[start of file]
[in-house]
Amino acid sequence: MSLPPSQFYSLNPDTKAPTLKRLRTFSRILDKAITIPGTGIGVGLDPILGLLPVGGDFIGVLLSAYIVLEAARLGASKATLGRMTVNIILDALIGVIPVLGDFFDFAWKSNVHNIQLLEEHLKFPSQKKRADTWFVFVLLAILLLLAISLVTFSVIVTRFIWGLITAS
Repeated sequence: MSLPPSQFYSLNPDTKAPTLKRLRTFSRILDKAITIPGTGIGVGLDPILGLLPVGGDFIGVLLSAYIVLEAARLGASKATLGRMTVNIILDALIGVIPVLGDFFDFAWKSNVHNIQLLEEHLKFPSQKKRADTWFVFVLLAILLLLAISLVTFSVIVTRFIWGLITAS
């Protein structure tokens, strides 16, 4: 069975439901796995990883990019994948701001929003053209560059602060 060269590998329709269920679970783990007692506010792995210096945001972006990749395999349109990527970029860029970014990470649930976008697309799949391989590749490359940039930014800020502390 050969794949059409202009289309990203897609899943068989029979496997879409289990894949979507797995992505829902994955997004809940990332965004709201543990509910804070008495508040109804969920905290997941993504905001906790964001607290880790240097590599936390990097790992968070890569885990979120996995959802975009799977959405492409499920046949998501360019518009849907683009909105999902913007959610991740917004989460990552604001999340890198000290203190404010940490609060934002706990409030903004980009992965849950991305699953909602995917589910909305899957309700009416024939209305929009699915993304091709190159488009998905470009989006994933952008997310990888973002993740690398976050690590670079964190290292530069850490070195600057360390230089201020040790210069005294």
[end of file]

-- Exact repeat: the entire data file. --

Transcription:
[in-house]
Amino acid sequence: MSLPPSQFYSLNPDTKAPTLKRLRTFSRILDKAITIPGTGIGVGLDPILGLLPVGGDFIGVLLSAYIVLEAARLGASKATLGRMTVNIILDALIGVIPVLGDFFDFAWKSNVHNIQLLEEHLKFPSQKKRADTWFVFVLLAILLLLAISLVTFSVIVTRFIWGLITAS
Repeated sequence: MSLPPSQFYSLNPDTKAPTLKRLRTFSRILDKAITIPGTGIGVGLDPILGLLPVGGDFIGVLLSAYIVLEAARLGASKATLGRMTVNIILDALIGVIPVLGDFFDFAWKSNVHNIQLLEEHLKFPSQKKRADTWFVFVLLAILLLLAISLVTFSVIVTRFIWGLITAS
């Protein structure tokens, strides 16, 4: 069975439901796995990883990019994948701001929003053209560059602060 060269590998329709269920679970783990007692506010792995210096945001972006990749395999349109990527970029860029970014990470649930976008697309799949391989590749490359940039930014800020502390 050969794949059409202009289309990203897609899943068989029979496997879409289990894949979507797995992505829902994955997004809940990332965004709201543990509910804070008495508040109804969920905290997941993504905001906790964001607290880790240097590599936390990097790992968070890569885990979120996995959802975009799977959405492409499920046949998501360019518009849907683009909105999902913007959610991740917004989460990552604001999340890198000290203190404010940490609060934002706990409030903004980009992965849950991305699953909602995917589910909305899957309700009416024939209305929009699915993304091709190159488009998905470009989006994933952008997310990888973002993740690398976050690590670079964190290292530069850490070195600057360390230089201020040790210069005294």